She writes: “I hope failings to patients are not found in any of the hospitals involved. But if they are I have no doubt the combined might of the local clinical commissioning group, the Care Quality Commission, Monitor, the Trust Development Agency and NHS England will ensure processes and outcomes are improved, changes are made and performance monitored.”
12.24am: Professionals working in dementia care can now bid for a share of a £150,000 prize fund for redesigning dementia services around patients under the NHS Innovation Challenge Prize for Dementia.
11.29am: The Institute of Chartered Secretaries and Administrators (ICSA) has published draft guidance for NHS England on good governance. All 211 CCG governing bodies have been invited to comment on the draft Code, and their feedback will be reviewed carefully by the panel. The draft can be read here www.icsaglobal.com/ccgcode
11.17am: The Guardian’s social affairs editor also writes “Sir David Nicholson: the ‘Stalinist’ NHS chief who showed loyalty to Tory boss”. In its profile of Nicholson the paper writes Nicholson was ever faithful to his political bosses. Even when Lansley was on the verge of being sacked by Downing Street, Nicholson continued to text support to the beleaguered cabinet minister.
11.12am: The Guardian also reports the Nuffield Trust and Institute for Fiscal Studies finding that spending on private services by the NHS rose to £8.7bn, up £3bn since 2006.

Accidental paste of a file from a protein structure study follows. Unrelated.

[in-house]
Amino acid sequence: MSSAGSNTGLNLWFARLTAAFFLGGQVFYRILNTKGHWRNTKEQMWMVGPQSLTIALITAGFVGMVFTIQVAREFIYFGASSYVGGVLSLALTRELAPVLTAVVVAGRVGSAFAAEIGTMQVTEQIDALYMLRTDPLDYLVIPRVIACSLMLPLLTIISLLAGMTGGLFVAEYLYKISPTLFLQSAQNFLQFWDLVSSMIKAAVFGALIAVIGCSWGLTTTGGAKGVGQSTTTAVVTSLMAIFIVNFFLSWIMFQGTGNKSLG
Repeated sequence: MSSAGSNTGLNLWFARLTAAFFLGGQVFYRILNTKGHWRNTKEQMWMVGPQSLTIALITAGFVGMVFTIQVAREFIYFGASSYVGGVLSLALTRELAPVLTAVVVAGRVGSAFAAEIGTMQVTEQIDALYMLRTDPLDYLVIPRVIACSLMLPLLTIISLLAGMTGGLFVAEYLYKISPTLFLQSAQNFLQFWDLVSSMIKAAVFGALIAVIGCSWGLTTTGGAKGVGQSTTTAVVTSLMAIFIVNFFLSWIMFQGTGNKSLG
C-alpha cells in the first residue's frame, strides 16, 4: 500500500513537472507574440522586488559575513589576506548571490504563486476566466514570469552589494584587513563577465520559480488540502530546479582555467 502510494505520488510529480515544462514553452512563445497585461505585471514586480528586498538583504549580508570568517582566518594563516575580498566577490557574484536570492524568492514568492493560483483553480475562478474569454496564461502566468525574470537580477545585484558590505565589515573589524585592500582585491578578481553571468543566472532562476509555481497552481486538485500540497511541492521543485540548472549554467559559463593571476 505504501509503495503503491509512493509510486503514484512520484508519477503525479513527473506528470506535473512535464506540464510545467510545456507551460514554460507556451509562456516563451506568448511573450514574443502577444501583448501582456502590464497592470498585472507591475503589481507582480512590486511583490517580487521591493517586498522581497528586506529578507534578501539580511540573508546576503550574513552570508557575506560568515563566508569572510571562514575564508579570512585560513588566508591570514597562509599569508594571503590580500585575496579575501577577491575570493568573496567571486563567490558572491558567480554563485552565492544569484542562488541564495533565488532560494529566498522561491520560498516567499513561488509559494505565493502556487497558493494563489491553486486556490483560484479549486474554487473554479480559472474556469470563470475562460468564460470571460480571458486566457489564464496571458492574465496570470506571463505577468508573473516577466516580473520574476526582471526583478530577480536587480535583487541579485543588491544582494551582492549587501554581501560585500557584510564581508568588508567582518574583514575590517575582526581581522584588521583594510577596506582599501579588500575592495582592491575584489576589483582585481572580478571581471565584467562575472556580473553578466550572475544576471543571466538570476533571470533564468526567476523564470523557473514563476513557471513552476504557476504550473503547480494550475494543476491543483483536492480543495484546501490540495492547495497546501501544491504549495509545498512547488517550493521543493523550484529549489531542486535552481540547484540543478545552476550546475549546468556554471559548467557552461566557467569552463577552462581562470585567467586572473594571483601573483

11.08am: The Guardian says Sir David Nicholson’s announcement yesterday was down to “media pressure”.
Its story, which takes up most of page 4, says Sir David had been “subjected to weeks of attack from some newspapers – the Daily Mail being the most virulent.”
The story adds that Sir David had been due to give a press conference at the NHS Confederation conference in two weeks’ time. “His media team had concerns about his reception from certain quarters of the press.”
The Guardian also quotes a DH source who said Sir David “could never have articulated his vision for the NHS because every time he pops up there’s a media furore.”
It says Ian Dalton is considered the odds-on favourite in the DH.
10.58am: Locum GP ‘put baby at risk’ in a month of 13-hour shifts reports Daily Telegraph. Dr Volker Bornmann clocked on for 13-hour stretches for 24 days at different organisations despite being warned about the risks of working excessively a tribunal hear yesterday.
10.44am: The Daily Mail also reports that “in a major speech tomorrow [Jeremy Hunt] plans to say that Labour’s ‘historic mistake’ in agreeing the [out-of-hours GP contracts] had led to the scandal of out-of-hours services where patients are told to ‘speak to a doctor who doesn’t know you from Adam’.
The front page of the paper also carried a banner trailing a lead piece by columnist Sandra Parsons headlined: “GPs’ refusal to do their jobs now threatens the NHS”.
The piece inside the paper is headlined: “Can no one force GPs to do their job properly?” and she described the bypassing of GPs’ surgeries for A&E as a “wildly expensive, ludicrous waste of resources [which] wouldn’t be countenanced in any other industry”.
The Mail only finds room to mention the Nicholson announcement on page seven, where it is the lead story underneath the headline “NHS chief to quit next year with a £110,000 pension”.
The paper reports: “Last night bereaved families and MPs questioned the size of his pension and demanded to know why he wasn’t leaving immediately.
“Although he is due to stay on another 1o months, he told the Health Service Journal he may leave earlier if a suitable replacement is found”.